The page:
The improvement in the status of Indian women especially after independence can be analysed in the light of the major changes that have taken place in areas such as legislations, education, economic and employment sector, political participation and awareness of their rights on the part of women, etc. a. Constitutional provision for equality to women: The constitution of India does not discriminate between men and women. All the men and women of India are equally entitled to individual freedom, fundamental rights including the right to participate in social, cultural, religious, educational, economic and political activities. The constitution provides for equality of sex and offers protection to women against exploitation.
It has given the voting right to women and in no way treats women as second grade citizens. b. Social legislations safeguarding women’s interests: The Government of Independent India undertook a number of legislative measures to safeguard the interests of women. Some of them may be noted here.
(i) The Hindu Marriage Act, 1955 which prohibits polygamy, polyandry and child marriage and concedes equal rights to women to divorce and to remarry. (ii) The Hindu Succession Act, 1956 which provides for women the right to parental property. (iii) The Hindu Adoption and Maintenance Act, 1956 which gives a childless woman the right to adopt a child and to claim maintenance from the husband if she is divorced by him. (iv) The Special Marriage Act, 1954 which provides rights to women on par with men for intercaste marriage, love marriage and registered marriage.
The Act has also fixed the minimum age of marriage at 21 for males and 18 for females. (v) The Dowry Prohibition Act, 1961 which declares the taking of dowry an unlawful activity and thereby prevents the exploitation of women. (vi) Other Legislations: (a) The Suppression of Immoral Traffic of Women and Girls Act, 1956 which gives protection to women from being kidnapped and being compelled to become prostitutes.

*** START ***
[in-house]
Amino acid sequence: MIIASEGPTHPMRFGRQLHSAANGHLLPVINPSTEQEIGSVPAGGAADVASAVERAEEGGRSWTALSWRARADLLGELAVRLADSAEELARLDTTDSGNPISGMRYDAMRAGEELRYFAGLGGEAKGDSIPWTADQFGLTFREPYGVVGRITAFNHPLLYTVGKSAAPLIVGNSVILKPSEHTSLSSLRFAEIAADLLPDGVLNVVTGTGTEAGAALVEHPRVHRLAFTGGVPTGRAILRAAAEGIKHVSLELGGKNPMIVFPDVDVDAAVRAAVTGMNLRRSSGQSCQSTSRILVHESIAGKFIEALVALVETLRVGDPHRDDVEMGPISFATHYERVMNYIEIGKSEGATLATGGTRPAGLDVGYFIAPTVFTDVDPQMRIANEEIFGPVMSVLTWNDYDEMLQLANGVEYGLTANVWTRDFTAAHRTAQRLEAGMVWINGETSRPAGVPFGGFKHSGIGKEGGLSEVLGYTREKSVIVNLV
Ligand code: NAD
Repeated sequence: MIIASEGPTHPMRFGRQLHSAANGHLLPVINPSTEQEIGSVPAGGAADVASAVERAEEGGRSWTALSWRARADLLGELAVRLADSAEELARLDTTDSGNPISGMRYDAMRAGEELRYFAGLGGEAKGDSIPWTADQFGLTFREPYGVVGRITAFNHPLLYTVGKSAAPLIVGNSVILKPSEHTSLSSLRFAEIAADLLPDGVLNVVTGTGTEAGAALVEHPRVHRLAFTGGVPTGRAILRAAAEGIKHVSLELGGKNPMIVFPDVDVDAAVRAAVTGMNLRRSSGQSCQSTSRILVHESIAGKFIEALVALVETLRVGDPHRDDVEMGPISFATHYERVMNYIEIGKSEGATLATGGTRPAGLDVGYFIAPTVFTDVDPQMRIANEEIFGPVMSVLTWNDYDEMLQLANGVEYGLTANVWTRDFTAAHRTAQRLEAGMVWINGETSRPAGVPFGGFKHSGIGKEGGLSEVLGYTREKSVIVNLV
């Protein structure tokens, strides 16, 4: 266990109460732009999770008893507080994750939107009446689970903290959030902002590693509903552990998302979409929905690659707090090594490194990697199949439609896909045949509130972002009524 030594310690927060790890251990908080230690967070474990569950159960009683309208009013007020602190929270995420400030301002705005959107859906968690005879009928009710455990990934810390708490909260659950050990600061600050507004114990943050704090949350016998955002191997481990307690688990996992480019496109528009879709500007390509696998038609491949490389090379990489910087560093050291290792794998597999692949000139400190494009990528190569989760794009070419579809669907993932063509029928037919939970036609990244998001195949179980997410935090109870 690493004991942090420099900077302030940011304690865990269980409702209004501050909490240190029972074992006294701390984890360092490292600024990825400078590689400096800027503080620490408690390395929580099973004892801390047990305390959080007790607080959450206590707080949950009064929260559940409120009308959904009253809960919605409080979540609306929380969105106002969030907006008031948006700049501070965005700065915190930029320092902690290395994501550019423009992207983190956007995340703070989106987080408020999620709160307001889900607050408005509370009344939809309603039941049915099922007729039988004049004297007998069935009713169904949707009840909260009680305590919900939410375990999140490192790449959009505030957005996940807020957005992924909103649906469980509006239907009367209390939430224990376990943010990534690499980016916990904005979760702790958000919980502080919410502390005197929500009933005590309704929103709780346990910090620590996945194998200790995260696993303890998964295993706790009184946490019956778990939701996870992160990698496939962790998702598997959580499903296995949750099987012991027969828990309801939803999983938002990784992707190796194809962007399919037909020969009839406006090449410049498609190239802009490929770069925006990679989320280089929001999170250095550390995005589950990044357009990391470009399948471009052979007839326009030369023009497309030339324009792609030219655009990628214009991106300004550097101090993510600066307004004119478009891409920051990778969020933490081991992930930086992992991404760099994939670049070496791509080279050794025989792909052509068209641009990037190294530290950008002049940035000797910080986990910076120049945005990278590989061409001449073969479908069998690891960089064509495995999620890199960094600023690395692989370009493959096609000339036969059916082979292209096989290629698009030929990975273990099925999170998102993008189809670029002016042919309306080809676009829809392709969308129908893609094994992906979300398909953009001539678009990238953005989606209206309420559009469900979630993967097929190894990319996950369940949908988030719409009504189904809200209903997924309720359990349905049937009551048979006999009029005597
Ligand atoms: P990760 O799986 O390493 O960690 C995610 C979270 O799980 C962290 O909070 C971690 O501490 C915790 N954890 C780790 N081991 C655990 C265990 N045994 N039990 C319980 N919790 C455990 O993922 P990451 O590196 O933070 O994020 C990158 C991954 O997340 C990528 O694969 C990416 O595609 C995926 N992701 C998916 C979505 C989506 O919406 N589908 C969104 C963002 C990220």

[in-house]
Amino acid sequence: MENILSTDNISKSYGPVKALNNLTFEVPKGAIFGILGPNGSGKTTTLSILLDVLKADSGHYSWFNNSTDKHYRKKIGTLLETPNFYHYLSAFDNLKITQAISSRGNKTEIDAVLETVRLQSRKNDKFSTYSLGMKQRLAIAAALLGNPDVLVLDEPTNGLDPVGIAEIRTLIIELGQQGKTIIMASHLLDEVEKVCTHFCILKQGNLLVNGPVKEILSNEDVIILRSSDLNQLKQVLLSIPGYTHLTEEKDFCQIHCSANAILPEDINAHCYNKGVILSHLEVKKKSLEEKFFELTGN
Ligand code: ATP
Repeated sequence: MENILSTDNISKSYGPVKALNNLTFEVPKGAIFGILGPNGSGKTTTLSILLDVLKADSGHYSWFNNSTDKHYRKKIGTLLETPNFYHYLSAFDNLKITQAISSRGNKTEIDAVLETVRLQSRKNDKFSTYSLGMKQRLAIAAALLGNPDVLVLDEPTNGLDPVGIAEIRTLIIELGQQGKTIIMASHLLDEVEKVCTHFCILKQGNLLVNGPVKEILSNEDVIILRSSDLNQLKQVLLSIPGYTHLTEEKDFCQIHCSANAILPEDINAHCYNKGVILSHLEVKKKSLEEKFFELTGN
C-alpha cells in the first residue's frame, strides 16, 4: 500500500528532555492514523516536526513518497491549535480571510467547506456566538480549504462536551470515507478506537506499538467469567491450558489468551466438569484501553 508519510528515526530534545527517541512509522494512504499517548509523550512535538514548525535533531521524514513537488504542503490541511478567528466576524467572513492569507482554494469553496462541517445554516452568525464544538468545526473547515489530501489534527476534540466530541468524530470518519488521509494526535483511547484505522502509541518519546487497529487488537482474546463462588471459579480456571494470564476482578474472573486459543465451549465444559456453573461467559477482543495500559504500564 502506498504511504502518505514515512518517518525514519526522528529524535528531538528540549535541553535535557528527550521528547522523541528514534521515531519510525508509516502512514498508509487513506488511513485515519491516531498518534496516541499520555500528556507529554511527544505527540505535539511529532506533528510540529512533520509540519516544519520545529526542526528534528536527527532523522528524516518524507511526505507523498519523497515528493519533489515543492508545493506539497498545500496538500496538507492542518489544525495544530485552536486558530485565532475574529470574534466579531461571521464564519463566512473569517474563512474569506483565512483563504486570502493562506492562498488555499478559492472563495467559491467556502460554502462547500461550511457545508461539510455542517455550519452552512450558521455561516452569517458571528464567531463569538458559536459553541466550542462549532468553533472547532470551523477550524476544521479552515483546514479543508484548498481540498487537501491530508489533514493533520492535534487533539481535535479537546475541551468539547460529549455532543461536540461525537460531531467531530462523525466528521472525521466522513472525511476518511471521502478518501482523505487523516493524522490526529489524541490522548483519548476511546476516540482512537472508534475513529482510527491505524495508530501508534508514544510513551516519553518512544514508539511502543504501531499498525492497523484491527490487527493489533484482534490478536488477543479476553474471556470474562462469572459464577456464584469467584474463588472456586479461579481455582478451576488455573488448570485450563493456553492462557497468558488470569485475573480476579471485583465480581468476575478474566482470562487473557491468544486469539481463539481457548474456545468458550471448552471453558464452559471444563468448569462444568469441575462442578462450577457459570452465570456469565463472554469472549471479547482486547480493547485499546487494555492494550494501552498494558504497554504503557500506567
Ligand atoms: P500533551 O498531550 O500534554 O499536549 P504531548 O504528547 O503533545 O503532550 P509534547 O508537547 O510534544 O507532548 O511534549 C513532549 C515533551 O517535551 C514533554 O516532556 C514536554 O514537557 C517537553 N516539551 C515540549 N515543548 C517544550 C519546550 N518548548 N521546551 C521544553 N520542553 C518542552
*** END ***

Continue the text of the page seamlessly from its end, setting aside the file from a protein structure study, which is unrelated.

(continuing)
(b) The Medical Termination of Pregnancy Act, 1971 which legalises abortion conceding the right of a woman to go for abortion on the ground of physical and mental health. (d) The Family Court Act, 1984, which seeks to provide justice to women who get involved in family disputes. (e) The Indecent Representation of Women [Prohibition] Act, 1986 which prohibits the vulgar presentation of women in the media such as – newspapers, cinema, T.V., etc. (f) The 73rd and 74th Constitution Amendment Acts, 1993 which empower women and seek to secure greater participation of women at all the levels of the Panchayat System. Women in the Field of Education After Independence, women of India took to education in a relatively larger number. For example, in 1901, the literacy level of the females in India was just 0.
6%; it increased to 54.16% in 2001. This brought down the gap between male and female literacy rates from 28.
84% in 1991 to 21.70% in 2001. Various benefits such as freeship, scholarship, loan facility, hostel facility etc. are being given to women who go for higher education.
By making use of the new opportunities, a large number of girl students go for higher education today. For example, in 1950-51 the percentage of girl students pursuing higher education was 10.9% [that is, out of the total enrollment] and this increased to 32.0% in 1992. In fact, the National Educational Policy 1986 has been in favour of empowering woman through education. It gave a call to remove the gender prejudices by the inclusion of relevant lessons in the curriculum.
It promoted the opening of women study centres in colleges and universities. a. Separate Schools and Colleges for Girls: In many towns and cities, educational institutions meant only for female children have been established. For example, in 1958-59 there were 146 colleges meant exclusively for women and the number increased to 824 colleges in 1992. The educational performance of girl students at high school and college levels is proving to be better than that of boys especially after 1990s. This performance of girls makes it evident that intellect is not the monopoly of men alone. b. Women Universities: The nation has gone much ahead in the field of female education and we have today some universities exclusively meant for women.